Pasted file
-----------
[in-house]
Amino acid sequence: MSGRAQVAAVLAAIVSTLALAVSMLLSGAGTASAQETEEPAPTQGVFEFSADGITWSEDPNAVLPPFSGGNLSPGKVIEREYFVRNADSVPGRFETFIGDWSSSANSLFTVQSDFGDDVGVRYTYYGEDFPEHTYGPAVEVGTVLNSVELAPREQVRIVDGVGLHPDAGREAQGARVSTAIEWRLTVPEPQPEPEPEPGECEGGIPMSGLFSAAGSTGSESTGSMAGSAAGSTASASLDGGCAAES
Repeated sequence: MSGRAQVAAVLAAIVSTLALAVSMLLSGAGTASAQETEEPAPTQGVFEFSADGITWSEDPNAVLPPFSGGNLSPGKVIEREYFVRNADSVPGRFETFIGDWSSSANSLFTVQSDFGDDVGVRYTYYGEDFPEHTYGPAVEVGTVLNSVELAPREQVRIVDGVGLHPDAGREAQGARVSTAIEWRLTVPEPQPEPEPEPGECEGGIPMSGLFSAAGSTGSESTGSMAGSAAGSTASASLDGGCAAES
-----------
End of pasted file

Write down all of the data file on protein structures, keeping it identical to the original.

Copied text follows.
[in-house]
Amino acid sequence: MSGRAQVAAVLAAIVSTLALAVSMLLSGAGTASAQETEEPAPTQGVFEFSADGITWSEDPNAVLPPFSGGNLSPGKVIEREYFVRNADSVPGRFETFIGDWSSSANSLFTVQSDFGDDVGVRYTYYGEDFPEHTYGPAVEVGTVLNSVELAPREQVRIVDGVGLHPDAGREAQGARVSTAIEWRLTVPEPQPEPEPEPGECEGGIPMSGLFSAAGSTGSESTGSMAGSAAGSTASASLDGGCAAES
Repeated sequence: MSGRAQVAAVLAAIVSTLALAVSMLLSGAGTASAQETEEPAPTQGVFEFSADGITWSEDPNAVLPPFSGGNLSPGKVIEREYFVRNADSVPGRFETFIGDWSSSANSLFTVQSDFGDDVGVRYTYYGEDFPEHTYGPAVEVGTVLNSVELAPREQVRIVDGVGLHPDAGREAQGARVSTAIEWRLTVPEPQPEPEPEPGECEGGIPMSGLFSAAGSTGSESTGSMAGSAAGSTASASLDGGCAAES